Not just fear in others, but fear in ourselves as well. For when we are honest about it, we know that the end of racism means the end of racist structures, racist public policies and racist institutions from which we have benefited. As pointed out by others, racism is this country’s original sin, and it is deep seeded, it privileges people of light skin color and disadvantages people of dark skin color, and because it is so entrenched even people who hold no outward animosity towards people of a different skin color, still benefit from racist structures that oppress them.
There is fear and there is terror on this day. Fear and terror in the face of God’s work in the resurrected Jesus leading this society to greater equality, openness and understanding. It was fear and terror that led to the assassination of the Rev. Dr. Martin Luther King, Jr who dared to have a dream about God creating an equal society. It was fear and terror that led to the death of others who dared call this country to its own ideals of equality of opportunity and freedom for all. It remains fear and terror by which a death grip holds onto institutions that perpetuate race divisions.
At the end of the Mark’s Gospel, the women, in their fear and terror, went and told no one. This work also teaches us an important lesson. In God’s work dismantling racism and establishing a society of dignity and worth, God does not need allies in this struggle. Do you know the difference between allies and advocates? Allies agree with you, but do nothing to help you. They are like the women in the gospel who go and tell no one. They won’t stand in your way, but they won’t lift the load with you. Allies agree that racism is bad, but do nothing to stand against it.
The sheets of racial injustice and inequality cast over all people, however, are not removed by allies. They are removed, instead, by advocates. Advocates not only agree with you, but they are also willing to work with you. When others don’t want to listen – advocates speak; when others would rather rest, advocates work; when others play it safe, advocates put themselves, and their very lives, on the line.
As people of the resurrection, as people of Isaiah’s vision, God, in the resurrected Jesus Christ, empowers us to be advocates. Advocates say “enough is enough.” Today, Cantor Mark is an advocate. Cantor Mark has traveled to Washington, D.C. to join with other ELCA Lutherans to advocate on behalf of racial equality and racial justice. Advocates don’t just silently agree, advocates, joined to the resurrection of Jesus Christ, are life-agents, are healing-agents, are actors and workers in the kingdom of God.
That does not mean that advocates are fearless. It’s been said, that bravery is not the absence of fear, but the ability to act in the face of fear. As I said in my Easter Sunday sermon, fear can be a natural part of new beginnings. But in Christ, advocates move beyond fear and into life.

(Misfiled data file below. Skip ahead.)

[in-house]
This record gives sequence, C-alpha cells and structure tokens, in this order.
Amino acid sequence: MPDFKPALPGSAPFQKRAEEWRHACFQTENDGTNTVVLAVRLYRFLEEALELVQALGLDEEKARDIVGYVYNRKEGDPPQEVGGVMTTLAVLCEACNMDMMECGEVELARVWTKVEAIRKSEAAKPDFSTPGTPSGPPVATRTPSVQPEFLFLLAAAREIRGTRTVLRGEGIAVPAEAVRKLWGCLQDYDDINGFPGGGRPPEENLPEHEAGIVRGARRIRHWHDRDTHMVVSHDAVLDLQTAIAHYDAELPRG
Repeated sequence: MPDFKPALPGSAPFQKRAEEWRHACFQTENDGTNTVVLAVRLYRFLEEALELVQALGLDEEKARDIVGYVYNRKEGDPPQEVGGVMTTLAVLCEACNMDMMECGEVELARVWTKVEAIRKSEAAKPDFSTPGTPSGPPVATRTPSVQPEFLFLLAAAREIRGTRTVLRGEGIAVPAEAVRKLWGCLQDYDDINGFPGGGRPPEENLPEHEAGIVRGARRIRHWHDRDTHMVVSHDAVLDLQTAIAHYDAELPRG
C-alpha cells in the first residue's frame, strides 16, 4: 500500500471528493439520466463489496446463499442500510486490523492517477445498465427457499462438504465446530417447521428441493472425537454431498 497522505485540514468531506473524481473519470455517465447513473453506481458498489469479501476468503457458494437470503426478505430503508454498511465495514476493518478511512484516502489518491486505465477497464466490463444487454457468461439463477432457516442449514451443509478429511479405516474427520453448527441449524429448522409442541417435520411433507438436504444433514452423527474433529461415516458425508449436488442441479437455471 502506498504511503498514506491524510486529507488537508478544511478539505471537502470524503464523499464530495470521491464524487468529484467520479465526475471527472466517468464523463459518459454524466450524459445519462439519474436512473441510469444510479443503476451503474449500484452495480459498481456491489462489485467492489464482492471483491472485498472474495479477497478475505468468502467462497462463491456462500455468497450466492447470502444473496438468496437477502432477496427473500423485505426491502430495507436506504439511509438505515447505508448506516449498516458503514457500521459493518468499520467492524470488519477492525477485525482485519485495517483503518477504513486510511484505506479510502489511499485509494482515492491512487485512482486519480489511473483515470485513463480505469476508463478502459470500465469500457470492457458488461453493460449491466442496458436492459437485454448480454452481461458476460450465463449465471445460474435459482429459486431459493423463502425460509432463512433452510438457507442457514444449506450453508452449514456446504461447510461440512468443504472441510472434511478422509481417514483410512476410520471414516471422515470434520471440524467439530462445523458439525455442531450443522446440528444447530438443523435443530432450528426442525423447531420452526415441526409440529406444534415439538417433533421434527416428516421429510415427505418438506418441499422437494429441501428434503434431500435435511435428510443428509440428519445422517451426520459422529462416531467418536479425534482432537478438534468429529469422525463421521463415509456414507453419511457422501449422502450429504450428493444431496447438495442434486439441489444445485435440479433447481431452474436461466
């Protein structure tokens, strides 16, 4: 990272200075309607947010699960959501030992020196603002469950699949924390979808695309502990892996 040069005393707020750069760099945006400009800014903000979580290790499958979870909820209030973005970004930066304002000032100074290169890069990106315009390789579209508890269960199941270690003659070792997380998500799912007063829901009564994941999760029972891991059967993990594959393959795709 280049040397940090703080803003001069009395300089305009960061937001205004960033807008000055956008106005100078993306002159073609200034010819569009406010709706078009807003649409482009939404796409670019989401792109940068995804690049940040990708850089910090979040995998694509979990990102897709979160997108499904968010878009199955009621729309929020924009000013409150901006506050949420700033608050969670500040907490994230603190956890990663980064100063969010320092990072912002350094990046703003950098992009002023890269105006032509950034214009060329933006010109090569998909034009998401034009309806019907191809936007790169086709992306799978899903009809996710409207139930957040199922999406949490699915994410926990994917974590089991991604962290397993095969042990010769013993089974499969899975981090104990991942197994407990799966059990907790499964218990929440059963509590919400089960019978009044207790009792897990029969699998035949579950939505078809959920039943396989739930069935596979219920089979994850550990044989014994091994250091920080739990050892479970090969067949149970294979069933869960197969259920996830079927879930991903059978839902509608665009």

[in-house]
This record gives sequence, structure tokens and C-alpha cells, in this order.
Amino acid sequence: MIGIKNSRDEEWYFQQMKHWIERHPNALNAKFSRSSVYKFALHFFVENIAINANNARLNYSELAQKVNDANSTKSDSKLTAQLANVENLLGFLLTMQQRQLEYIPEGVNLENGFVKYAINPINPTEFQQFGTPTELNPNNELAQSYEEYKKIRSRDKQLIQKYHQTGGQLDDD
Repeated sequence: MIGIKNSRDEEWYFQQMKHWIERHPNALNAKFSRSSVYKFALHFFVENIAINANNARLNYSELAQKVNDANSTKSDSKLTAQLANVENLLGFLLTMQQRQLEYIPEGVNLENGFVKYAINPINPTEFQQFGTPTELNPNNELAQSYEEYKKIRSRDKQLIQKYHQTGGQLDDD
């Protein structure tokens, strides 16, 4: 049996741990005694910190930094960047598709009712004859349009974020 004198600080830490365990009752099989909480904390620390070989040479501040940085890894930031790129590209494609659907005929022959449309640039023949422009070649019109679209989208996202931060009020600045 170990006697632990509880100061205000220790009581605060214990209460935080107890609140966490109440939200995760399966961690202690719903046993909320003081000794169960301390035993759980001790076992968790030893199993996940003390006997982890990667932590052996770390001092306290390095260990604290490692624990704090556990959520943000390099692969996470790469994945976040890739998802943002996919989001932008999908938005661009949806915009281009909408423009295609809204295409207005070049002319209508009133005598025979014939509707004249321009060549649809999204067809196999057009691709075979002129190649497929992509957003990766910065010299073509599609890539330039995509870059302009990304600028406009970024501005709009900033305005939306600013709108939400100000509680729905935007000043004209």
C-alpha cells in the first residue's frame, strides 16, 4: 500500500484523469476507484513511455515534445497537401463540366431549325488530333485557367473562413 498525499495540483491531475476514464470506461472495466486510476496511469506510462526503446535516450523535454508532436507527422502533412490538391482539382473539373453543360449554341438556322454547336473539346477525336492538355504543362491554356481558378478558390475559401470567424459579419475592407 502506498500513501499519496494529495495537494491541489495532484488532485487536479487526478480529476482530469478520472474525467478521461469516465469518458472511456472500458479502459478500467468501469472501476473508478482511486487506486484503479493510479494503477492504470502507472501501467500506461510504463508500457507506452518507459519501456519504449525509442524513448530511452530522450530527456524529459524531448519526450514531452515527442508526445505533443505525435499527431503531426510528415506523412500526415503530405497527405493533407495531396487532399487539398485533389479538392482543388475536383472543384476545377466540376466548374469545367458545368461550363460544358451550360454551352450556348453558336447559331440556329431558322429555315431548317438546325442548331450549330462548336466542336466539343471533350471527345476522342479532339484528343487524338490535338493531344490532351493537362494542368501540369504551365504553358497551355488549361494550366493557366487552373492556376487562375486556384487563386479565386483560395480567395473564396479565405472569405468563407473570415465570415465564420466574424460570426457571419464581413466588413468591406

The Good News tonight, is that Isaiah’s vision of a mountain feast of life – is a vision to which we are all invited! The feast that is both the goal of racial equality, and which enacts racial equality, is not a zero-sum game – where my gain is your loss – or your gain is my loss – or where full participation for others means less participation for me. We are invited, as resurrection people, to believe in a God of abundance – a God of life with the power to grant to each and every single person, regardless of the color of their skin, or their national origin, an abundant feast.
The Good News tonight is a God of power, who in defeating death, leads us past our sin, and leads us and ALL peoples to the feast. It was the work of the Rev. Dr. Martin Luther King, Jr., and it was the proclamation of Jesus Christ, that God’s abundance is for all people. It is the work of us as followers of Jesus Christ, as people of the resurrection, to be advocates. To not just silently agree that racism is bad but then to say nothing about it, but to actively and publicly work for a society of full inclusion, full participation, and where the full dignity of each person – especially those most different from ourselves – is recognized and maintained.
May God preserve the memory and legacy of the Rev. Dr. Martin Luther King, Jr.
May God, the Holy Spirit, grant us each the faith to lead all people to Isaiah’s mountain feast.
May God, the Holy Spirit, grant us the faith to know that each of us has a place at that holy feast prepared for the communion of saints as a gift of mercy and grace through the death and resurrection of Christ.
Alleluia! Christ is risen!
Christ is risen, indeed. Alleluia!